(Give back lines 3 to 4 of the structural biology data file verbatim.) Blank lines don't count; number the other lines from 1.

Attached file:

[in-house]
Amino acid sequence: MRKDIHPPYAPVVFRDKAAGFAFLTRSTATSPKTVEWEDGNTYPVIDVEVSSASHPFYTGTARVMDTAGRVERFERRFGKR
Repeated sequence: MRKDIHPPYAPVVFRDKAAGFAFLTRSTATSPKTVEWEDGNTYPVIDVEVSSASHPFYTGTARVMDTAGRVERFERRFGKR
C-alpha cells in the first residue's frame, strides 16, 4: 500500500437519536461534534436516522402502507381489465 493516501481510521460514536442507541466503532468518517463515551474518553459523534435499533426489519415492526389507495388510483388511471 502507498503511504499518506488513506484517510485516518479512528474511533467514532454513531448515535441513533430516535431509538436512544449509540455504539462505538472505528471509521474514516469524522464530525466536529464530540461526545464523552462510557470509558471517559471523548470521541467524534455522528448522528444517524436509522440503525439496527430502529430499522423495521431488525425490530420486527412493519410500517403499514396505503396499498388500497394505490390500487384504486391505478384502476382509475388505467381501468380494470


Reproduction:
Repeated sequence: MRKDIHPPYAPVVFRDKAAGFAFLTRSTATSPKTVEWEDGNTYPVIDVEVSSASHPFYTGTARVMDTAGRVERFERRFGKR
C-alpha cells in the first residue's frame, strides 16, 4: 500500500437519536461534534436516522402502507381489465 493516501481510521460514536442507541466503532468518517463515551474518553459523534435499533426489519415492526389507495388510483388511471 502507498503511504499518506488513506484517510485516518479512528474511533467514532454513531448515535441513533430516535431509538436512544449509540455504539462505538472505528471509521474514516469524522464530525466536529464530540461526545464523552462510557470509558471517559471523548470521541467524534455522528448522528444517524436509522440503525439496527430502529430499522423495521431488525425490530420486527412493519410500517403499514396505503396499498388500497394505490390500487384504486391505478384502476382509475388505467381501468380494470